Pension adviser watchlist represents failure of regulation

Emma Ann Hughes

Emma Ann Hughes

The Pensions Administration Standards Association (PASA) is working on a closed list with names of pensions schemes and advisers that have been flagged up as potential scammers.

The trade body's list will be shared among pension scheme trustees and providers.

Margaret Snowdon, chairman of the association, said the goal of the list isn't to stop any pension transfers, but to raise awareness among trustees and providers when a name in the list pops up, so they can increase their due diligence.

The fact PASA has felt the need to produce this kind of list – basically a shared one combining the lists that already exists at many pension providers – shows the scale of the regulator’s failure to protect savers from scammers.

Ahead of pension freedoms being introduced, providers were told to act as a second line of defence between pension scammers and savers.

This bid to prevent scammers grabbing unsuspecting savers cash resulted in providers producing their own lists of “red flag” companies, whose requests meant extra questions needed to be asked by the current scheme’s staff.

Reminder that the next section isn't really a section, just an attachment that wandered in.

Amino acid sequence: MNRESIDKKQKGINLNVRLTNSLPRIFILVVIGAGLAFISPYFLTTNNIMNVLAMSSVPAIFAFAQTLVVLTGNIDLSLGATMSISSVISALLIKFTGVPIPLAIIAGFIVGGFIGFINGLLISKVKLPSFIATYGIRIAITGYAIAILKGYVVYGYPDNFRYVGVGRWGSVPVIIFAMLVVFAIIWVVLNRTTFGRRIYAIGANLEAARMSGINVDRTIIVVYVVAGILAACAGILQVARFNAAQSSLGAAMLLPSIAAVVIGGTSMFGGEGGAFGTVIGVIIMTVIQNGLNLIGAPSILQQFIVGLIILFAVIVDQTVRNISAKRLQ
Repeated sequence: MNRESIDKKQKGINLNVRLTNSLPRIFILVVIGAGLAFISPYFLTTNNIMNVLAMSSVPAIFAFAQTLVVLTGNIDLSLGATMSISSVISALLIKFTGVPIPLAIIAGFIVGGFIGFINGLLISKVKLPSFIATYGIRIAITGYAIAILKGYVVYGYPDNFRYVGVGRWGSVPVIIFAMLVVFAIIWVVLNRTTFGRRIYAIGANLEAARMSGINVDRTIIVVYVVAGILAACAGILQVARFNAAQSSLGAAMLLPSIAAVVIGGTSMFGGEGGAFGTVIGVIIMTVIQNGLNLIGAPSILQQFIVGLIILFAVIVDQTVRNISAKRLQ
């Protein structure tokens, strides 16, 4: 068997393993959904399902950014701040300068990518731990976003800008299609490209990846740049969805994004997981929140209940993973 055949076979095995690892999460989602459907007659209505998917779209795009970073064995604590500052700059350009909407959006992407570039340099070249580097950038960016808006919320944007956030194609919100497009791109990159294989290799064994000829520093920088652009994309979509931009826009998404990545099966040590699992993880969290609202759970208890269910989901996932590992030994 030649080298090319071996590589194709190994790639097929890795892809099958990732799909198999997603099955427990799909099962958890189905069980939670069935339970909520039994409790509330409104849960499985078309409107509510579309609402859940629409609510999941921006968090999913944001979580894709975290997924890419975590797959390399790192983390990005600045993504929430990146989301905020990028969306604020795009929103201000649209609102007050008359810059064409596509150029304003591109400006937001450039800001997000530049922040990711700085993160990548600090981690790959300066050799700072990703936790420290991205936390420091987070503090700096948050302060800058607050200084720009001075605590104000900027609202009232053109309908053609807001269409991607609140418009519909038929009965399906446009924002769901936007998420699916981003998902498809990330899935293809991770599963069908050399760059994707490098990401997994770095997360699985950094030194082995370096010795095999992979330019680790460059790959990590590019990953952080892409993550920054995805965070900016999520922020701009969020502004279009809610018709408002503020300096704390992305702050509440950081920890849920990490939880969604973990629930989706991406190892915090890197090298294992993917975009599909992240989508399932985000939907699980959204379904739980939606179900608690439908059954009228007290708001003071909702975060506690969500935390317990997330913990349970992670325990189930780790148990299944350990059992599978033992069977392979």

Just as I think it is sad that storekeepers have to employ CCTV and security guards today, rather than rely on a better resourced police force and sturdier criminal justice system to keep shoplifters locked away, I think it is a failure of regulation that providers have to produce these lists at all.

The fact the PASA feels it must pull this list together and share among providers just flags that the regulator is not on top of this issue.

I am sure providers flag their concerns about certain advisers with the regulator.

If the regulator acted more swiftly to see if these concerns were justified or if they were unwarranted then providers wouldn’t need to have those firms under suspicion.

Providers wouldn’t have to watch if the FCA was swifter to investigate when red flags were raised.